Are you aware of telephone instruments(not the land line connectivity problem) going dead during humid climatic conditions, if its happening the easiest remedy is to expose the circuit boards of the phone to sun, it will be fine.
    I know it sounds very funny, but this happens.
    This made me to think whether my car amp also has some thing to do with humidity.
    waiting for all of your comments
    bipin
     
  5. beenthere

    Retired Moderator

    Apr 20, 2004
    15,815
    282
    Hi,

    Humidity affecting the power amp is possible, but I don't like it as a reason. Mfr's know that car equipment gets exposed to lots of challenges, and the last one I looked into (unsuccessfully) had a coating on the pcb to keep moisture off.

    Most amps use ic's these days. Can you get at the amps with a can of chiller to see if it's heat-related? I had an old FM radio with a class-A biased output transistor that went into thermal runaway. A spare 2N3055 got it going again. Local heat, possibly because of a poor thermal bond to a sink might be the thing to check for.
     
  6. mozikluv

    AAC Fanatic!

    Jan 22, 2004
    1,437
    1
    hi

    what you have is what we call intermittent operation. try resoldering the audio power ic and the input and feedback components. :blink:
     
  7. bipin

    Thread Starter Well-Known Member

    Mar 21, 2004
    80
    0
    :) Hi Sirs,
    The humiseal conformal coating of the pcb has been done on this PBC as I can see the glossy PBC solder part. And the next step which I planned was to give a solder touch up(resoldering) for all the possible points, most of this is SMDs except the power amp side and some at the AM reception side.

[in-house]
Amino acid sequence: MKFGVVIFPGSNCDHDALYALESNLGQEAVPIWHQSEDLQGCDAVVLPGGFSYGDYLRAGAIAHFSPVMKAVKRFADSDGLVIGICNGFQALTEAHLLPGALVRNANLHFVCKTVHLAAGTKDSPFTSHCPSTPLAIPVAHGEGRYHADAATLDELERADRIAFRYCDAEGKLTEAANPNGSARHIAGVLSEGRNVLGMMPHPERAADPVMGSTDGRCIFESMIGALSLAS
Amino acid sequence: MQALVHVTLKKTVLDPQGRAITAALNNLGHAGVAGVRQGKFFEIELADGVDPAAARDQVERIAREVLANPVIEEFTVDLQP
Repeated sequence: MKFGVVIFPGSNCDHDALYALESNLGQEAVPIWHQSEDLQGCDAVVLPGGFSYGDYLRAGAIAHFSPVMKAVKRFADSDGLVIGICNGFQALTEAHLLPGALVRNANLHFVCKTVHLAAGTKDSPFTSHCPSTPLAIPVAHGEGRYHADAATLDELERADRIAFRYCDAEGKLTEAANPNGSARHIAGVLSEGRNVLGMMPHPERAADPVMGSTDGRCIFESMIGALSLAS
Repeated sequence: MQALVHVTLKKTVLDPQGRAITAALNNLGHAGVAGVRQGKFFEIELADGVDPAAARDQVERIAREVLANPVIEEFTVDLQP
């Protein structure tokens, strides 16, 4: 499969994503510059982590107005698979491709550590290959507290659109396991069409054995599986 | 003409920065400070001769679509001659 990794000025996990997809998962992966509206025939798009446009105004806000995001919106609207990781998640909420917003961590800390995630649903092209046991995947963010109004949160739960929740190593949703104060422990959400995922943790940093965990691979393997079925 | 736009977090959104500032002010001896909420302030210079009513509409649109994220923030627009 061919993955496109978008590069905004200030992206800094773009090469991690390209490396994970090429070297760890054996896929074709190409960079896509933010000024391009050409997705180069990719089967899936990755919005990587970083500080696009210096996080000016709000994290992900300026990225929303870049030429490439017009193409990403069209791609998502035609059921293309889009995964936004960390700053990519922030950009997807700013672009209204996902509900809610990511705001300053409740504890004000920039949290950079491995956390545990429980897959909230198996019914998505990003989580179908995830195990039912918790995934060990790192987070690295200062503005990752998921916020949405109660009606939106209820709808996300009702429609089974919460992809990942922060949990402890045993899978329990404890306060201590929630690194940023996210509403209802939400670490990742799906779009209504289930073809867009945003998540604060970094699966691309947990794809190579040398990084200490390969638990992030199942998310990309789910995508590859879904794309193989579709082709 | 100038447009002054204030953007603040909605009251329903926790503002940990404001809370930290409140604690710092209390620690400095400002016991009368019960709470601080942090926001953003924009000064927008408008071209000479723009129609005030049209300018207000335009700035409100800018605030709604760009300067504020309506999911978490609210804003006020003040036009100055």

"Can you get at the amps with a can of chiller to see if it's heat-related?" this line is not so clear to me, could you elaborate?

    I will try solder touch up and let you know by this weekend, whether it cured the disease. Thanks :)
     
  8. beenthere

    Retired Moderator

    Apr 20, 2004
    15,815
    282
    Hi,

    The chiller I referred to is a spray can of freon, made to spot cool components to see if there is a thermal sensitivity. It's a bit pricey, though, but think of the ozone you get to kill off.

    Alternatively, one can use the back of a knuckle to feel for hot components and heat sinks. The coating makes it very unlikely that moisture is a factor in your problem.
     
  9. bipin

    Thread Starter Well-Known Member

    Mar 21, 2004
    80
    0
    :) Hi

    Finally got the culprit, it was the radio of the car amp.
    As I could not fix up the problem, I gave it to an authorized sony dealer, the technician in a glance told that radio board is the problem and it is a common problem for those car stereos. He has disconnected the radio, (not sure whether the signal-out or the power of radio board) Now the tape part is fine.

    I think the radio output and pre-amp output switches over through an analog switch which is enbled by a mechanical contact switch, via the cassette mechanism.

    The radio board might have been loading and pulling the power input to ground in some ways, other wise how could the power amp go mute?!!

    Still I dont understand how it used to start working when I inject some signals externally!!! huh... :rolleyes:

    Any way Thank you all :p :)
     
  10. Perion

    Active Member

    Oct 12, 2004
    43
    1
    I think you said it was a Sony? Anyway, if you know the model number browse around the folders and files at http://fileshare.eshop.bg/browse.php?id=26 and download the schematics. If they don't have the exact model number, try a few that seem close. I've found that Sony uses a lot of the same (or very similar) circuit design across a multitude of models and platforms. I just fixed a Sony stereo reciever by comparing and using 3 or 4 schematic sets for vastly different units - but the audio driver and final output stages were nearly identical and proved close enough for my purposes.

    Perion